Self-Testing on a PC running Win 10

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I checked the BIOS and fan cooling is enabled. What else can I check out for? I want to avoid lengthening the thread to much. Can anyone let me know if there is anything else specifically in the BIOS to look out for?
I've asked twice before whether your BIOS tells you the CPU temperature, not whether fan cooling was enabled. Yes? No?

If the BIOS gives you the CPU temp, run the computer for a while, and see if the CPU gets hot. You might need to do some research on the processor and see what is an acceptable max. temperature.

Don't worry about lengthening the thread, but do pay attention to what people are suggesting, such as you or somebody checking out the power supply.
 
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  • #27
WWGD
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Thank you all and sorry for delay in following up. I checked out the BIOS and the feature " Fan Always On" was enabled. I have read, heard that motherboards from HP (my PC brand) do not age well. I bought it on 2015, so that may explain it. I may just store everything on a flash drive and get a new one.

EDIT: Here is (part of the ) output of the self-repair process; the srttrail.txt :

Startup Repair diagnosis and repair log
---------------------------
Number of repair attempts: 1

Session details
---------------------------
System Disk = \Device\Harddisk0
Windows directory = C:\WINDOWS
AutoChk Run = 0
Number of root causes = 1

Test Performed:
---------------------------
Name: Check for updates
Result: Completed successfully. Error code = 0x0
Time taken = 0 ms

Test Performed:
---------------------------
Name: System disk test
Result: Completed successfully. Error code = 0x0
Time taken = 16 ms

Test Performed:
---------------------------
Name: Disk failure diagnosis
Result: Completed successfully. Error code = 0x0
Time taken = 250 ms

Test Performed:
---------------------------
Name: Disk metadata test
Result: Completed successfully. Error code = 0x0
Time taken = 3594 ms

Test Performed:
---------------------------
Name: Disk metadata test
Result: Completed successfully. Error code = 0x0
Time taken = 78 ms

Test Performed:
---------------------------
Name: Target OS test
Result: Completed successfully. Error code = 0x0
Time taken = 390 ms

Test Performed:
---------------------------
Name: Volume content check
Result: Completed successfully. Error code = 0x0
Time taken = 1141 ms

Test Performed:
---------------------------
Name: Boot manager diagnosis
Result: Completed successfully. Error code = 0x0
Time taken = 0 ms

Test Performed:
---------------------------
Name: System boot log diagnosis
Result: Completed successfully. Error code = 0x0
Time taken = 62 ms

Root cause found:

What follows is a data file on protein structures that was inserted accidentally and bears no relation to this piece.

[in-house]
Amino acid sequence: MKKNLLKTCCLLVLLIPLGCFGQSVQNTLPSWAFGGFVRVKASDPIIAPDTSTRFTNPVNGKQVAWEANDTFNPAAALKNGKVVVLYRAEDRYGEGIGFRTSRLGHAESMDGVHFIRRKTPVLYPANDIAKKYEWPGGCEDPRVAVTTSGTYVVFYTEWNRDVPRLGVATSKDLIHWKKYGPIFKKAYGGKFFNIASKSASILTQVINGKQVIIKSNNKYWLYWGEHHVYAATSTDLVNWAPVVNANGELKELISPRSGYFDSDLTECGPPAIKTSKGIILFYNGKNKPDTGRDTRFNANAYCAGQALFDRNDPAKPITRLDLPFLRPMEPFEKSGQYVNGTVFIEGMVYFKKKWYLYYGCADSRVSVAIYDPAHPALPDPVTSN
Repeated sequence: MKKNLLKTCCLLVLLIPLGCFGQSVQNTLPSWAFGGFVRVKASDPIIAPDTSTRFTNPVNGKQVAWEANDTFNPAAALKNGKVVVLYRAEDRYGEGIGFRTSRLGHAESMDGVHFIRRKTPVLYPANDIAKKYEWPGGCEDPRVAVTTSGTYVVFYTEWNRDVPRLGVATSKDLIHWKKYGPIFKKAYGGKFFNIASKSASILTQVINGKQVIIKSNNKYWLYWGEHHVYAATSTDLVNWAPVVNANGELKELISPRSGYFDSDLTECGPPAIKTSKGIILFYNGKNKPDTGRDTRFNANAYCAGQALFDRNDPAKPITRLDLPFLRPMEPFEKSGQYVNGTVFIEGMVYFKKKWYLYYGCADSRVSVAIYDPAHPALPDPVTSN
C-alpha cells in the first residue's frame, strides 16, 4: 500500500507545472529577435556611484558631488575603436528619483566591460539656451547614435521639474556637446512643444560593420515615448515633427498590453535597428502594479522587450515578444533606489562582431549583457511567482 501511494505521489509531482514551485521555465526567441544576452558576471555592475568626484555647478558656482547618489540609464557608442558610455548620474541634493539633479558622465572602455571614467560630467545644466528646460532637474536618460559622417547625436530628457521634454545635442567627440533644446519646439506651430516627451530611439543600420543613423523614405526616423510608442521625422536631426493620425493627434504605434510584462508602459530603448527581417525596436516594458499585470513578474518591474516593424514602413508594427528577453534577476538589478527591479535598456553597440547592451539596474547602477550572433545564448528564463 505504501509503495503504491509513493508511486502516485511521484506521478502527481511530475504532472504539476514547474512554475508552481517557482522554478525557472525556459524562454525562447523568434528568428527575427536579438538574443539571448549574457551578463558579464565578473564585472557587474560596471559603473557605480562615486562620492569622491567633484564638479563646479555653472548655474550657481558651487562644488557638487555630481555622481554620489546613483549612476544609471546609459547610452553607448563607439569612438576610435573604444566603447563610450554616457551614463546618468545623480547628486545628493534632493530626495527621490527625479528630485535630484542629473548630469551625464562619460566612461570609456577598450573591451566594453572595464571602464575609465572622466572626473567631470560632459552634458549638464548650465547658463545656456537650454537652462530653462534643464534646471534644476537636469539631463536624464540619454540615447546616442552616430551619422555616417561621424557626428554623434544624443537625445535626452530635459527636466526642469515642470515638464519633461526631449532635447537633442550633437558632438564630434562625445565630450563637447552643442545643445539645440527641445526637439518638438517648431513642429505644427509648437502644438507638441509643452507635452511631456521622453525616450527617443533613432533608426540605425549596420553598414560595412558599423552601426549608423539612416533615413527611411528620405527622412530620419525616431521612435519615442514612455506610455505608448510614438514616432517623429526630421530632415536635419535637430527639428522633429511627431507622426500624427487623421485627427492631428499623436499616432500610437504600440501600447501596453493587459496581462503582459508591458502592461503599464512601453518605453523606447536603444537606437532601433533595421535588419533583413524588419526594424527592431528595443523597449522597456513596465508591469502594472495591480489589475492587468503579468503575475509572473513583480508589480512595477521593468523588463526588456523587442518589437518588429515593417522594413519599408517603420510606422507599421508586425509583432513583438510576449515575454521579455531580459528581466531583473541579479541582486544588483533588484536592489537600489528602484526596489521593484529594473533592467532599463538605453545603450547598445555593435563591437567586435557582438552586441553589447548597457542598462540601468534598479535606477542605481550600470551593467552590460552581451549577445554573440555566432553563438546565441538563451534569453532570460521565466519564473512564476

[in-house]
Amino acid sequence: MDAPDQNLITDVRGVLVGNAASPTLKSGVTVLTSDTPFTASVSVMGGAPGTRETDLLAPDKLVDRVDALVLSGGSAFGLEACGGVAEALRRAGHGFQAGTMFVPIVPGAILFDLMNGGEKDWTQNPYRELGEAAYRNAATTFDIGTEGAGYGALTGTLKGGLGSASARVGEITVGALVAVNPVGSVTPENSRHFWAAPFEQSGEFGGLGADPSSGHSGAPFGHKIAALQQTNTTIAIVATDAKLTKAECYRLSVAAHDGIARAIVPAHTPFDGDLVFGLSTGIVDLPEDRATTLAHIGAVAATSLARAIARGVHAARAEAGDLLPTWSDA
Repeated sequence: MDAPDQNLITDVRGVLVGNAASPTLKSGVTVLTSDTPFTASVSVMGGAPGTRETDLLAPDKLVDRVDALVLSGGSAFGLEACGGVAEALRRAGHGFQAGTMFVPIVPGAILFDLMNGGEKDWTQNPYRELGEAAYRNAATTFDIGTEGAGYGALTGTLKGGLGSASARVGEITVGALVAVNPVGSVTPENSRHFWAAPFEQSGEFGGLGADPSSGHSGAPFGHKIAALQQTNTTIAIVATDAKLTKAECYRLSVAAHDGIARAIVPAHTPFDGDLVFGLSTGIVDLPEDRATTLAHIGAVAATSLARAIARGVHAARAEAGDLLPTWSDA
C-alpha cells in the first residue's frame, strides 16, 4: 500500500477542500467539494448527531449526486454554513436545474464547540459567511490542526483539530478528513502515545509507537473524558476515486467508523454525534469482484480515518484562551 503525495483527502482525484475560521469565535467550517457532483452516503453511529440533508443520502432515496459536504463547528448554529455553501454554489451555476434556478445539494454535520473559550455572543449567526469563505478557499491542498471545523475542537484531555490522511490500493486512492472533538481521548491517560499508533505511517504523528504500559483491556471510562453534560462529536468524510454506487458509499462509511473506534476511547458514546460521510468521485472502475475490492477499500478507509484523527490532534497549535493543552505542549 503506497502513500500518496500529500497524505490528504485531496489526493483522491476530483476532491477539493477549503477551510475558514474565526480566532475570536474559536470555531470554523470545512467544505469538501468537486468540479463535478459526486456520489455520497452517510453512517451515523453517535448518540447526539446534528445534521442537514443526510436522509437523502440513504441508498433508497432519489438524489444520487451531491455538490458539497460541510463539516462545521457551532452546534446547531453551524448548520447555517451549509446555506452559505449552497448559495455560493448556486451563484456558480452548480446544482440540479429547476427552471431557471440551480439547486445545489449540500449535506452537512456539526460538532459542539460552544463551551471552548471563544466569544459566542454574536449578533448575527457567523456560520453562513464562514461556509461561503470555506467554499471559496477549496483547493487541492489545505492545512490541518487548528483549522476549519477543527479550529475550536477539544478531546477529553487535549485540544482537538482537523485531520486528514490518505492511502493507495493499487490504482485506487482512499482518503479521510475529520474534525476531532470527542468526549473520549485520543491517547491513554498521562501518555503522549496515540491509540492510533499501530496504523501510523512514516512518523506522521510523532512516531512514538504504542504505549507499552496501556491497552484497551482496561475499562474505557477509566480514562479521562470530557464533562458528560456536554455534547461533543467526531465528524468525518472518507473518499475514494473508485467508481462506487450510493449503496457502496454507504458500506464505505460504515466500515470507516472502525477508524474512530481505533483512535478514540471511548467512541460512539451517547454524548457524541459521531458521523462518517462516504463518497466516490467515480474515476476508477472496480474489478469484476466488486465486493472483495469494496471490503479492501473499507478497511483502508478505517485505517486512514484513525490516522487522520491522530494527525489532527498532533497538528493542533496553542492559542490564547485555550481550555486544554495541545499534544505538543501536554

---------------------------
Boot critical file c:\efi\microsoft\boot\resources\custom\bootres.dll is corrupt.

Repair action: File repair
Result: Failed. Error code = 0x57
Time taken = 7406 ms

---------------------------
---------------------------
 
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  • #28
WWGD
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I have a few more output files if these can be helpful:
1)bootfailure.txt
2)bootstat.dat ( what do you open a .dat with? Dis or dat ? ;).
3)Diagnosticlayout.txt
4)bcdinfo.txt
5)Srttrail.txt
Please let me know
 
  • #29
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2)bootstat.dat ( what do you open a .dat with? Dis or dat ? ;).
Notepad or any other text editor...
 
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WWGD
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Notepad or any other text editor...
Came out pretty jumbled with notepad : @K›ç3~èŠÅë”Kab/
 
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jim hardy
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Do you own a Mac, or do you use Linux?
Neither . I would like to learn to use Linux but haven't made that plunge.
Still running an old Asusz laptop i bought in 2012 with Windows 7

It's somewhat of a comfortable old jalopy now, like Hans Solo's Millenium Falcon.

old jim
 
  • #35
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I have a few more output files if these can be helpful:
1)bootfailure.txt
2)bootstat.dat ( what do you open a .dat with? Dis or dat ? ;).
3)Diagnosticlayout.txt
4)bcdinfo.txt
5)Srttrail.txt
Please let me know
None of these is likely to be helpful if the problem is a bad or intermittent power supply. I think you said earlier that you were going to take it to have somebody look at the computer, and particularly the power supply. If that is the problem, none of the Windows diagnostics test are going to tell you anything useful.
Came out pretty jumbled with notepad : @K›ç3~èŠÅë”Kab/
It is likely a binary file, not meant to be human readable, but instead to be input data to some other program.
I did a search for "what is bootstat.dat" and this is the first thing that came up: